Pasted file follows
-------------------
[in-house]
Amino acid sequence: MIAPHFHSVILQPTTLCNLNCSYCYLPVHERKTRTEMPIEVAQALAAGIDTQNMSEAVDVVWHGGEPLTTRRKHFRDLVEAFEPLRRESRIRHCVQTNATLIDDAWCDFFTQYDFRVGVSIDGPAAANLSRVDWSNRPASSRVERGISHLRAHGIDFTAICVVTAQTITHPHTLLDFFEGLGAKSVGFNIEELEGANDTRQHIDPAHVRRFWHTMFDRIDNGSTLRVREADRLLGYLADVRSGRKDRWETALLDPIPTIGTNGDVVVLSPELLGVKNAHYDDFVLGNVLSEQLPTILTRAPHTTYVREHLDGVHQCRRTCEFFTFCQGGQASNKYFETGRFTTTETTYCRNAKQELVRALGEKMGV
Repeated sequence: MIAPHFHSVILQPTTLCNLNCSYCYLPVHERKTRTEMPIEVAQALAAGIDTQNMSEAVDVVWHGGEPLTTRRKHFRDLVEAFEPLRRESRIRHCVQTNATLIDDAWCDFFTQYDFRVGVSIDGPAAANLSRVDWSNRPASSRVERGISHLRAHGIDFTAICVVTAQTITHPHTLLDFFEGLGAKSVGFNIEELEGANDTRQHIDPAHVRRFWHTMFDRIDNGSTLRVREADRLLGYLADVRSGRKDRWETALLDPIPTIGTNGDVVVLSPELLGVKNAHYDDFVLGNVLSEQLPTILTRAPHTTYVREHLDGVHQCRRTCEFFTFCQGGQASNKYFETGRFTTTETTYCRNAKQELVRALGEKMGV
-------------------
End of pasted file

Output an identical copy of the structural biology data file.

[in-house]
Amino acid sequence: MIAPHFHSVILQPTTLCNLNCSYCYLPVHERKTRTEMPIEVAQALAAGIDTQNMSEAVDVVWHGGEPLTTRRKHFRDLVEAFEPLRRESRIRHCVQTNATLIDDAWCDFFTQYDFRVGVSIDGPAAANLSRVDWSNRPASSRVERGISHLRAHGIDFTAICVVTAQTITHPHTLLDFFEGLGAKSVGFNIEELEGANDTRQHIDPAHVRRFWHTMFDRIDNGSTLRVREADRLLGYLADVRSGRKDRWETALLDPIPTIGTNGDVVVLSPELLGVKNAHYDDFVLGNVLSEQLPTILTRAPHTTYVREHLDGVHQCRRTCEFFTFCQGGQASNKYFETGRFTTTETTYCRNAKQELVRALGEKMGV
Repeated sequence: MIAPHFHSVILQPTTLCNLNCSYCYLPVHERKTRTEMPIEVAQALAAGIDTQNMSEAVDVVWHGGEPLTTRRKHFRDLVEAFEPLRRESRIRHCVQTNATLIDDAWCDFFTQYDFRVGVSIDGPAAANLSRVDWSNRPASSRVERGISHLRAHGIDFTAICVVTAQTITHPHTLLDFFEGLGAKSVGFNIEELEGANDTRQHIDPAHVRRFWHTMFDRIDNGSTLRVREADRLLGYLADVRSGRKDRWETALLDPIPTIGTNGDVVVLSPELLGVKNAHYDDFVLGNVLSEQLPTILTRAPHTTYVREHLDGVHQCRRTCEFFTFCQGGQASNKYFETGRFTTTETTYCRNAKQELVRALGEKMGV